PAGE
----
Wednesday, June 12, 2024

Russia “spreading disinformation” ahead of EU elections

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Governments point to broad campaign to destabilise Europe

Reuter's graphic.
Reuter’s graphic.

PARIS – European governments say Russia has embarked on a major campaign of disinformation in the run up to the European Union’s elections to the European Parliament from June 6-9.

They say the actions of Moscow and pro-Kremlin actors are part of a wider campaign of interference designed to discredit European governments and destabilise the EU. Moscow rejects the allegations.

What does alleged Russian interference look like?

Allegations of Russian interference in EU affairs in the run-up to the election include:

– Disinformation, with alleged manipulation of the truth ranging from amplifying already-existing conspiracy theories to deepfake videos and the publication of falsehoods on ‘doppelganger’ sites created to look identical to bona fide sites, experts say.

– The Czech Republic said news website had been leading a pro-Russian influence operation in Europe. A pro-Russian Ukrainian politician and businessman, Viktor Medvedchuk, covertly financed the Voice of Europe’s influence operations, it said.

– Belgium said Russian officials had paid European Parliament lawmakers to promote Russian propaganda in Europe.

What is Russia’s response?

Russia denies spreading disinformation. It says the West is involved in a full-scale information war involving fake claims designed to destroy Russia’s reputation and cast it as an enemy. Russian officials say the West has become so intolerant that it refuses to accept any view that contradicts the prevailing dominant narrative and has banned distribution of some Russian state media outlets such as RIA Novosti news agency and newspapers Izvestia and Rossiyskaya Gazeta.

‘Deepfake’ and ‘doppelganger’ sites

Deepfakes are synthetic media in which a person in an existing image or video is replaced with someone else’s likeness using AI (artificial intelligence) techniques. Deepfakes can be highly realistic. This has led to the spread of disinformation and propaganda. In Slovakia’s 2023 election, a voice recording emerged of Michal Simecka, leader of the Progressive Slovakia party, apparently discussing rigging the vote. The recording was fake.

Doppelganger is the name attributed to a disinformation campaign that involves the creation of fake websites that very closely resemble the appearance of existing news sources. Websites targeted include daily newspapers Le Figaro and Die Welt as well as the French foreign ministry and German interior ministry. An article on a cloned French foreign ministry website alleged that France was preparing a tax to help Ukraine’s war effort. Some 200 Facebook accounts were created to disseminate the information.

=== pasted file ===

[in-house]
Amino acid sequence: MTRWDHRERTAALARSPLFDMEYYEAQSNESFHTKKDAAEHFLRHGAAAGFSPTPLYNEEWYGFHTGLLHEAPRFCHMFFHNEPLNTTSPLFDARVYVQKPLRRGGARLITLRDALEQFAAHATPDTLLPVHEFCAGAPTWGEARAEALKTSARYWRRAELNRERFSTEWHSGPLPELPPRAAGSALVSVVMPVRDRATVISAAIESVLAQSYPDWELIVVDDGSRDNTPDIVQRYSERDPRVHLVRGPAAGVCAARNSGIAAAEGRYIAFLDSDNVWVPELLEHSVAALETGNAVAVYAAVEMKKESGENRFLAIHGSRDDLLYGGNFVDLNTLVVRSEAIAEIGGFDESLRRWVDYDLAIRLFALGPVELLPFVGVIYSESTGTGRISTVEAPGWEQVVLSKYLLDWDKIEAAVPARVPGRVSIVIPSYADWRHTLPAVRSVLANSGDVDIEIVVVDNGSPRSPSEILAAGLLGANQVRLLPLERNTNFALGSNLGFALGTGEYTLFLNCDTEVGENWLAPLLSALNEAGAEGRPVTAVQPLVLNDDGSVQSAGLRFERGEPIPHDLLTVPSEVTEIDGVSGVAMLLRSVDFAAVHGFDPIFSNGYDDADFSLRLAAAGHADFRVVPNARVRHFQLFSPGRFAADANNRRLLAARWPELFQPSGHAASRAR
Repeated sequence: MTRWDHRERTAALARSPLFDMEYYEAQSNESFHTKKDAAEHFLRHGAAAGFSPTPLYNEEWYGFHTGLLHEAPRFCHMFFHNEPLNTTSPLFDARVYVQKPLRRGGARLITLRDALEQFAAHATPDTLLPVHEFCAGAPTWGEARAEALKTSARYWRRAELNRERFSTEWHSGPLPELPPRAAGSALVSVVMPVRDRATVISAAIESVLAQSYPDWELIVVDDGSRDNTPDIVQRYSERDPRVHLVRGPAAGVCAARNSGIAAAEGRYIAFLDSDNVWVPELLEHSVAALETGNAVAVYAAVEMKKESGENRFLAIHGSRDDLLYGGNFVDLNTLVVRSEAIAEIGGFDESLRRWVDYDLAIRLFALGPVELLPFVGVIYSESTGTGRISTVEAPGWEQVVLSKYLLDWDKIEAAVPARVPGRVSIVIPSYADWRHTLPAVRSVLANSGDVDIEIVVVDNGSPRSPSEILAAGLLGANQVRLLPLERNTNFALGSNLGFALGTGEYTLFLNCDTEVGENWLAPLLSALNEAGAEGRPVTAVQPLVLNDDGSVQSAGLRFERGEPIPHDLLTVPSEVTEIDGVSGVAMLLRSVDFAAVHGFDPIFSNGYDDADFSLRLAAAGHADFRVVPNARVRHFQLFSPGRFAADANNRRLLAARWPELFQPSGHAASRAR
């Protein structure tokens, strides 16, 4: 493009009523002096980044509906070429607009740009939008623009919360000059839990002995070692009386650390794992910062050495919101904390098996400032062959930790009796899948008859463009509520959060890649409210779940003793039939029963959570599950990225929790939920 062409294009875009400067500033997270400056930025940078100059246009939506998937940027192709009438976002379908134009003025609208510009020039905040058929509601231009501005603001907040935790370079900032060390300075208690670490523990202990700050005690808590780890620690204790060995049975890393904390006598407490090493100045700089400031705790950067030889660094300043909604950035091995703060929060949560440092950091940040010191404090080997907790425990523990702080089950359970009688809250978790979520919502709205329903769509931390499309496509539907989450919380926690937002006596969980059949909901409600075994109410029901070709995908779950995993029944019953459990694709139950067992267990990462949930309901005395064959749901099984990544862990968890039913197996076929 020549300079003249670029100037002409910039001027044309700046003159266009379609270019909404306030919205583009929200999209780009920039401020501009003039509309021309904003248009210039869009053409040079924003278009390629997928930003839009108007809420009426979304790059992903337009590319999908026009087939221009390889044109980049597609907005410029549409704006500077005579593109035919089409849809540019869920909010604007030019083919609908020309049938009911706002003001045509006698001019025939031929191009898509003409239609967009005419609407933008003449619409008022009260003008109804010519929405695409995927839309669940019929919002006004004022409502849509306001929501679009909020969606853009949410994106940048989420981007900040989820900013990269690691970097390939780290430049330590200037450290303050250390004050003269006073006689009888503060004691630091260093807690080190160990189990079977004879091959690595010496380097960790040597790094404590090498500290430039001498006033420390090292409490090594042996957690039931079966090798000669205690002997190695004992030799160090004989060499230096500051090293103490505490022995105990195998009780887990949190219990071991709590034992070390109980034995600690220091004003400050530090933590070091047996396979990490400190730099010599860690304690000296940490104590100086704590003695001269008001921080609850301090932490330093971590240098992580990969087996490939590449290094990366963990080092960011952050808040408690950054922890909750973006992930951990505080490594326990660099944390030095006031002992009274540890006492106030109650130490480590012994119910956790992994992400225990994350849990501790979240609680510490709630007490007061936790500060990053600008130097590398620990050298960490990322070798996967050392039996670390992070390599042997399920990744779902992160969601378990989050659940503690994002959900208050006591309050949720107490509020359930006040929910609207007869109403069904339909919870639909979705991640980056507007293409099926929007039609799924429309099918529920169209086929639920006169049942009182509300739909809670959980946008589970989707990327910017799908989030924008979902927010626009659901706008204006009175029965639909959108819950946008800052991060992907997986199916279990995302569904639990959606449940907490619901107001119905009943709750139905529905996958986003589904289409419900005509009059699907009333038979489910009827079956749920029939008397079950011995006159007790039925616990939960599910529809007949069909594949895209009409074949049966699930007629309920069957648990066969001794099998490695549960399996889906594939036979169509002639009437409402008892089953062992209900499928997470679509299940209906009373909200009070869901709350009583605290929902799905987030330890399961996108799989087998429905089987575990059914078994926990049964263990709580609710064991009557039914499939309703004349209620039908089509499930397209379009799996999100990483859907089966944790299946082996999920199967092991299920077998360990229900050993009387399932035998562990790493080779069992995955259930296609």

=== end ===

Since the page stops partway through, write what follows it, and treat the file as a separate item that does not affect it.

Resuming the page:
Russian ‘echo chamber’

European officials accuse Russian state-controlled media, officials and it diplomatic network of being an echo chamber for fake news by raising the profile of unproven information to lend it credibility. Russia’s defence ministry alleged in January that France had sent mercenaries to Ukraine. The unsubstantiated allegation spread quickly through pro-Russian outlets and was pushed by Russia’s parliament as a fact despite vigorous denials by Paris.

What  EU leaders say about it

European Commission President Ursula von der Leyen has said Europe faces a stark choice: be strong or submit to authoritarians. “Do we want a strong Europe that fights for our values and our democracy? Or, on the other hand, do we let our democracies be hijacked by the proxies and puppets of authoritarians?,” she said.

Regulation of social media 

The EU’s new Digital Services Act demands the swift removal of illegal content and more information on how content is aggregated and other practices related to deceptive advertising and deceptive political content. Facebook parent Meta Platforms, YouTube parent Google and TikTok have announced measures including the creation of teams to counter disinformation, AI abuse and covert influence relating to the European Parliament elections.

In April, the European Commission, the EU executive, launched an investigation into Meta Platforms’ Facebook and Instagram over concerns the company was failing to do enough to counter disinformation. 

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